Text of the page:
Here’s the trick, the real cookie in the cookie jar: At the time of his signing, Clinton offered the following statement: “The Act establishes an important prospective principle: banking organizations seeking to conduct new nonbanking activities must first demonstrate a satisfactory record of meeting the credit needs of all the communities they serve, including low- and moderate-income communities. Thus, the law will for the first time prohibit expansion into activities such as securities and insurance underwriting unless all of the organization’s banks and thrifts maintain a “satisfactory” or better rating under the Community Reinvestment Act (CRA). The CRA will continue to apply to all banks and thrifts, and any application to acquire or merge with a bank or thrift will continue to be reviewed under CRA, with full opportunity for public comment.”
Clinton and Company were effectively ordering any bank that might be interested in taking advantage of this change in the law that it must make real estate loans to minorities and lower income neighborhoods. How absolutely humanitarian of them. The Fed conveniently lowers the interest rates, and suddenly a whole new industry is created. Why are we pushing loans to poor people with no credit and a high predictable failure rate? There’s something really clever about this. It’s like a huge factory that gives out homes to people in return for the mortgage paper. The house isn’t the asset. No one cares about the house. The mortgage is the real asset. .
The Community Reinvestment Act, a law that was passed during the Carter years, while calling for sound banking practices, did not anticipate deregulation and the combined collaborative scheming of investment and commercial banks that would issue as many of these high risk loans as possible solely to make money on the back end through bundling and selling bonds based upon the jacked up artificial value of the bundle. The losses on the front end didn’t amount to a hill of beans, you know, $20, $30, $40 thousand on a house worth not much more in the shaky part of town. They didn’t care whether or not the borrowers could actually pay for the No Doc, Low Doc loans they wrote. They could issue thousands of bonds worth millions by just bundling a few together, attaching a price to them based upon arrangements with rating agencies to make it right.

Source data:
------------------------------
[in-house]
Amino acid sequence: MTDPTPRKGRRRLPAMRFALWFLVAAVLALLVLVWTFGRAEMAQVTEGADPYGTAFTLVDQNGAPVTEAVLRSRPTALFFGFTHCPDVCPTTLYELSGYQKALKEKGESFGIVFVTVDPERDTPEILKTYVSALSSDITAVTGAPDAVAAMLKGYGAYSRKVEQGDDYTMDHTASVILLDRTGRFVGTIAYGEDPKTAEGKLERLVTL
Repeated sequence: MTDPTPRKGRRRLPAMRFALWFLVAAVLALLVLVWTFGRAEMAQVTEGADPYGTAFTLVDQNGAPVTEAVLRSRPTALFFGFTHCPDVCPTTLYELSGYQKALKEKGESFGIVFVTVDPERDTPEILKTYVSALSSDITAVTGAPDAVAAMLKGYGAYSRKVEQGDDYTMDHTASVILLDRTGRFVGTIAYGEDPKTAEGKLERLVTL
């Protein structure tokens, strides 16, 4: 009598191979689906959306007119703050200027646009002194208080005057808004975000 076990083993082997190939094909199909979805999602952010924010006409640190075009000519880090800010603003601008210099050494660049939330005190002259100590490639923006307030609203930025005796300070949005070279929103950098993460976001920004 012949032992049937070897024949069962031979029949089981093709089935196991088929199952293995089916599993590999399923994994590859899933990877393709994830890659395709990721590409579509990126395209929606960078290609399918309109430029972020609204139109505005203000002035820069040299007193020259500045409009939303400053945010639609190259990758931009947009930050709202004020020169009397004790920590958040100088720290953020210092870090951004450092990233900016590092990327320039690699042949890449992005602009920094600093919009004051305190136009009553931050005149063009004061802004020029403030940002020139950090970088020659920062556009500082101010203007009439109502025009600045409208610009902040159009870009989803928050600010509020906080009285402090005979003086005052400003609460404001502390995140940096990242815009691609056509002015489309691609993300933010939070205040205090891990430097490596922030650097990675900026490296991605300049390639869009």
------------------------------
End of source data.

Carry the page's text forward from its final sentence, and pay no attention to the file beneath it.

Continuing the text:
During the entire Bush presidency, all this bad paper was being packaged and sold, and it was this big money machine that was producing what would become the key cause of the recession and what could still ultimately lead to the collapse of the entire global capitalist economy.
It wasn’t long before the foreclosures started coming in, and by 2006 they had snowballed into a cascading financial collapse of the entire market. I purchased one of those houses myself in which the foreclosure cost the bank half the value of the house. They just wrote down a $100,000 note and then sold me the house for a fraction of its value. It was this building tidal wave of debt that pushed us into a recession. Banks began losing confidence in the market because they knew that banking assets were all hinged upon the artificial value in the bonds they had been selling which now had no value at all, and which were based upon failing loans in the underlying real estate assets. The asset value of the banks themselves required a margin of liquidity they couldn’t maintain because the value wasn’t there anymore. .
Lending tightened. Businesses could no longer borrow to expand their businesses. Many began firing workers and trimming down because they couldn’t borrow money even to meet payroll. Unemployment jumped. GDP began coming down. And then began the recession. What sealed it, of course, was TARP, or the Troubled Asset Relief Program, in which the government decided to infuse banks with real money (conveniently printed of course) by buying these useless bonds at a price artificially created by the Treasury Department that had no bearing at all to the real market. Still, it changed nothing. The depth of bad paper in the assets of banks was far far greater than the $700+ billion spent by the Treasury. Estimates as high as $80 trillion have been kicked around. Banks held on to the new money and refused to loan it, and the recession was signed, sealed and delivered. Had the money been used instead to buy up mortgage debt directly, based upon real assets in real estate, the money would have immediately been a life-saving transfusion into the economy and it would have halted much of the painful effects of such policies.
What has all this done to America? While banks have had a field day ripping the economy to shreds while they profited handsomely from all these criminal dealings, we have been left holding a pretty ugly bag. The unemployment figures don’t begin to tell the whole story. Unemployment causes a general drop in wages, and a drop in wages decreases household wealth, and induces otherwise honest well-adjusted people to become violent and commit crimes.
Paul Barrow is US based writer, activist and founder of a policy group www.unitedprogressives.org
Readers can reach him at: